Of course, pharmaceutical companies have been rushing to find new solutions to tackling the condition, which is spreading at an alarming rate in an increasingly obese world. Danish biopharma firm Novo Nordisk is one such player making roads into NASH research. Back in 2020, after the failure of French biotech Genfit’s phase III trial of its lead drug candidate elafibranor, Novo Nordisk ran its phase II trial of its type 2 diabetes drug semaglutide for the treatment of NASH. “The results from this phase II trial show that semaglutide has effects on disease severity, can resolve the disease in a significant proportion of patients with NASH, and has the potential to address a large unmet medical need,” said Stephen Gough, Global Chief Medical Officer at the firm.
Although this stage II trial eventually failed, the company is persevering in its attempts to combat NASH head-on. “The development of semaglutide in NASH is very much still on track and actually in phase 3,” said a Novo Nordisk spokesman. “In August 2020, the FDA granted breakthrough therapy designation for semaglutide in NASH, and in April 2021, we initiated the phase 3 program Essence.”
Although promising, a solution for tackling NASH would undoubtedly involve not only medicinal innovations but lifestyle, dietary, and nutritional changes, encouraging those at risk to first get down to a healthy weight in order to offset the higher risk of fat build-up around the liver. In any case, if one day a new drug is authorized to fight the disease, the prescription recommendations will certainly include an application of hygiene and dietary rules (weight loss and practice of regular physical exercise) for a period of at least 6 months, before the start of treatment. Moreover, none of these drugs will be effective unless the treatment is combined with lifestyle changes. Some companies, such as the French firm Groupe Ethique & Santé, have teamed up with doctors to develop a modern and innovative approach to weight loss and dietary guidance. The programme, known as RNPC, could well be an ally to pharmaceutical corporations, in the fight against NASH.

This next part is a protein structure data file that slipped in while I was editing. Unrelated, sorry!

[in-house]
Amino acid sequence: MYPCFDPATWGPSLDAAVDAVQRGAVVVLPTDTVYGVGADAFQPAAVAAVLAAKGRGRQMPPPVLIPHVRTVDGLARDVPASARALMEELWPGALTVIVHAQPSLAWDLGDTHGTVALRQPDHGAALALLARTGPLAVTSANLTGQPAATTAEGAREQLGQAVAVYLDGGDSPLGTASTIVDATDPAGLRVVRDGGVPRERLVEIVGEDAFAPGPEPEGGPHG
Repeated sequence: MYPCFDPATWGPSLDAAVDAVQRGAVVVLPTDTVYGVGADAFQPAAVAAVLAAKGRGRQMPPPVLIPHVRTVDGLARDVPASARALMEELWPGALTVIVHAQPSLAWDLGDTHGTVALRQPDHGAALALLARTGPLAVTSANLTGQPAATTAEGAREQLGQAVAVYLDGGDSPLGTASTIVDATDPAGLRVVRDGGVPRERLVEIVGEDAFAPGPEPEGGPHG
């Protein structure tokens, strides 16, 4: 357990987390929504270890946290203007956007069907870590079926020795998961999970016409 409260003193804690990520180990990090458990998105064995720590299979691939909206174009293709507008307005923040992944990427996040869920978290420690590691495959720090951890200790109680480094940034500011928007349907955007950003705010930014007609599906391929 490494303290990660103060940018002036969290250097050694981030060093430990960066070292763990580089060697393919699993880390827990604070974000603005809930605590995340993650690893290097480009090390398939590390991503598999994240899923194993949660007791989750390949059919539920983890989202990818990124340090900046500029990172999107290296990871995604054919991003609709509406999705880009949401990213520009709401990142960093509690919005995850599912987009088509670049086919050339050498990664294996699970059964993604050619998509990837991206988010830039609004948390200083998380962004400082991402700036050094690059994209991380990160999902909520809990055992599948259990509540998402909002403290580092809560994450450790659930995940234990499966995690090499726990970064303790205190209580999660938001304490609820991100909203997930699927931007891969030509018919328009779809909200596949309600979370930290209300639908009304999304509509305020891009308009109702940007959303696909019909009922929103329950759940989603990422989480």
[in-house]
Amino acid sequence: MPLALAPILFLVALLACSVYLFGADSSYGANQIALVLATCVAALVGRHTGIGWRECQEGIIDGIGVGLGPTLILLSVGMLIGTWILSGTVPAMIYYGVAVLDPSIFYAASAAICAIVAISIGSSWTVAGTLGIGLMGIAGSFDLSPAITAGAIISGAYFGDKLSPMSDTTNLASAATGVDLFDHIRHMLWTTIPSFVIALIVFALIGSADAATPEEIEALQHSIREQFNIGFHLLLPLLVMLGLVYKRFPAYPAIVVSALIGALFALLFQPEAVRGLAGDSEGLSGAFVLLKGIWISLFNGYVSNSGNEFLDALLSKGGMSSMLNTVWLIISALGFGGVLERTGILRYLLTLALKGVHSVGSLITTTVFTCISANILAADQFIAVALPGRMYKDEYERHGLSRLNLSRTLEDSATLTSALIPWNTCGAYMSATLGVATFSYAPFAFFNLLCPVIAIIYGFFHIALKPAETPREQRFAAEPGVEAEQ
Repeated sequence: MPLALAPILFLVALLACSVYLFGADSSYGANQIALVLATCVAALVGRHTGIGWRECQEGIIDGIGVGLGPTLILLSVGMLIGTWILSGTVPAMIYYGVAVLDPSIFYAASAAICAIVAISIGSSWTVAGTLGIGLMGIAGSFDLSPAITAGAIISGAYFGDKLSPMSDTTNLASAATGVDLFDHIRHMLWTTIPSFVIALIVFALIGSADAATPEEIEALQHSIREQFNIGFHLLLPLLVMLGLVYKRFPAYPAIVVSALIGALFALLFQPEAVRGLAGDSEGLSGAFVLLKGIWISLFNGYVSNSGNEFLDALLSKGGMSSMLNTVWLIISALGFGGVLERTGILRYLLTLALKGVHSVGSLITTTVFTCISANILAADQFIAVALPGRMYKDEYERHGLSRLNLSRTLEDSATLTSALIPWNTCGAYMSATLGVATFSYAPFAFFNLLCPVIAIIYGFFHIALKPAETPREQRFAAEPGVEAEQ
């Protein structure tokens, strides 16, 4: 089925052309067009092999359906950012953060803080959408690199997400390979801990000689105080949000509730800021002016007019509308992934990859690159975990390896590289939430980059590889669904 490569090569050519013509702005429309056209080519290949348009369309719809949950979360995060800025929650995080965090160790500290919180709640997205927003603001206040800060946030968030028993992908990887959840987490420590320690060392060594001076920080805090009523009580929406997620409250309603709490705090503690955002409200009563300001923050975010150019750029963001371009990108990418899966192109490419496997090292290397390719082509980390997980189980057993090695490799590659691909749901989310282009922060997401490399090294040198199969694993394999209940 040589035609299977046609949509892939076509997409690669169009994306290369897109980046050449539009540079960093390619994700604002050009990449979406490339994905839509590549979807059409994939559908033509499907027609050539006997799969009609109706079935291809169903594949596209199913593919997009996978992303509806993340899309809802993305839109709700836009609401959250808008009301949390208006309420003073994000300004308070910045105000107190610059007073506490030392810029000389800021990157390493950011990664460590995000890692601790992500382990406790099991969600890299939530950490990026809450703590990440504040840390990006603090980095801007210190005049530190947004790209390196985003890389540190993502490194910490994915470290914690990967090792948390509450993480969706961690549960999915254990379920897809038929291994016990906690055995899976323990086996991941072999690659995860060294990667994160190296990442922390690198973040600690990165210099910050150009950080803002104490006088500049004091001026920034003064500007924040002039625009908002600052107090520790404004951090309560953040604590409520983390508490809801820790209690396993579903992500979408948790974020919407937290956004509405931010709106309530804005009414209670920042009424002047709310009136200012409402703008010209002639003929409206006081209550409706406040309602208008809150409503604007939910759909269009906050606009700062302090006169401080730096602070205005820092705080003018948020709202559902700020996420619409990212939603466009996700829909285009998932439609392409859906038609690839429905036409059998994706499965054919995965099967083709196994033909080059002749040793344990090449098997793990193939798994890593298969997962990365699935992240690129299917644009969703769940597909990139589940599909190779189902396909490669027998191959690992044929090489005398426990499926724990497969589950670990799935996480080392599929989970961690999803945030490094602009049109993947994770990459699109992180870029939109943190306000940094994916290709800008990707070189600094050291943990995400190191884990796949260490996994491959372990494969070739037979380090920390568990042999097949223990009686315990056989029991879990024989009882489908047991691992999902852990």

Programme Director of the Novo Nordisk Foundation and member of the RNPC scientific committee, Arne Astrup, has long advocated for and promoted healthy weight among children and adolescents in order to encourage societal change. “It is an important task with great societal impact, which requires the involvement of all relevant actors in the field when developing the initiative,” he said. Professor Astrup has himself advocated the efficacy of the RNPC programme, which is centered on a personalised approach to nutritional education in order to prevent the aggravation of liver- or heart-related diseases. RNPC is a fully-fledged therapy, only available to patients who have obtained the agreement of their GP. A two-pronged approach may be the best way forward…
Tackling NASH will be one of the biggest challenges facing the health sector in the years to come. Taking advantage of scientifically-proven solutions and preventative measures such as the RNPC will be crucial if it is to be overcome.